Tuesday 4 August 2020


We're back with Lloyd Hind trying to predict the future of UK.

He seems to have been fascinated by pasteurisation especially its use in stabilising bottled beers. In the 1920s, even for non-bottle-conditioned beers, pasteurising wasn't common in the UK Chilled and filtered bottled beers were filtered, cooled down to precipitate out sediment and then artificially carbonated, though, obviously, such beers would have a limited shelf-life as they weren't biologically sterile, as pasteurised beer would be.

There were still problems with pasteurised beers:

"Given satisfactory pasteurisation any turbidity that arises is due to gradual precipitation of protein matter; fermentation in bottle would point to the use of dirty bottles or failure to secure proper sterilisation. Modern pasteurising apparatus has got over to very great extent the other two difficulties that used to be so apparent, namely, the production of rather objectionable flavour and high percentage of breakage, with loss of bottles and beer. Prevention of steamed flavour does not, however, depend only on the process of pasteurisation; brewing methods and materials have lot to do with it, and in general lager beers stand the heating better than top-fermentation beers."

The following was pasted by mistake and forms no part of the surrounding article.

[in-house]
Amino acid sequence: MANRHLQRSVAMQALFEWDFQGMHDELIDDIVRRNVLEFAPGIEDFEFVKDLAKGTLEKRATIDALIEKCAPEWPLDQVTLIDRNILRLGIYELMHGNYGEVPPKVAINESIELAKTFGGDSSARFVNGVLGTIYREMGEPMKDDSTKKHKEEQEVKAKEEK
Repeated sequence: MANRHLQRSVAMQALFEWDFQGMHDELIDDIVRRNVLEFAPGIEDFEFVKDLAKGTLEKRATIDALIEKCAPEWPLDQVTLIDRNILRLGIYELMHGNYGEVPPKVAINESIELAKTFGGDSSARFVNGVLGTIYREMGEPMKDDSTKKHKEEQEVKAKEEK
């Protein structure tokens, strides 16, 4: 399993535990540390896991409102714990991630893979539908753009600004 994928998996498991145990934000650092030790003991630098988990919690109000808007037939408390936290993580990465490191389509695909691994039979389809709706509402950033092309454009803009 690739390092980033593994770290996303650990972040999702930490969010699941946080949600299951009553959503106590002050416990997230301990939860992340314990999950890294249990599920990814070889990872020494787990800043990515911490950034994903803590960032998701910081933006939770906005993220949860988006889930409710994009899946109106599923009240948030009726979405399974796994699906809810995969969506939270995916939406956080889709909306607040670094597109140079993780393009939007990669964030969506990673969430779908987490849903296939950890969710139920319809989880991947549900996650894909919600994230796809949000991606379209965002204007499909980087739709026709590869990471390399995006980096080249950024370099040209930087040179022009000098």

Journal of the Institute of Brewing, Volume 30, 1924, page 323.

That's the problem I always has with pasteurisation: the funny boiled flavour. For some reason it's particularly prominent with British-style beers. A point which Lloyd Hind makes:

"There are differences, too, in the way in which lager beers will stand up after pasteurisation. The German brewers suffer more in this direction than the American; turbidity came on much more quickly in German export beer, and with turbidity deterioration in flavour takes place but greyness without any change in flavour is enough to make high-class beer unsaleable, or, in any case, let in the opponent's beer in the export market. The advantage gained by the American brewers was due to their unrestricted choice in the matter of materials. The Germans were confined to the use of malt only in the mash tun."
Journal of the Institute of Brewing, Volume 30, 1924, page 323 - 324.

Basically, through the use of unmalted grains, American pasteurised beers were more stable than German ones. That pesky Reinheitsgebot made life difficult for the German brewer.


Rob Sterowski said...

I am just speculating here but perhaps it is the heavy use of crystal malt in the type of British beers that tend to get exported that leads to the boiled-sweet flavour once they are pasteurised.

Ron Pattinson said...


yes, I think the large amounts of crystal didn't help.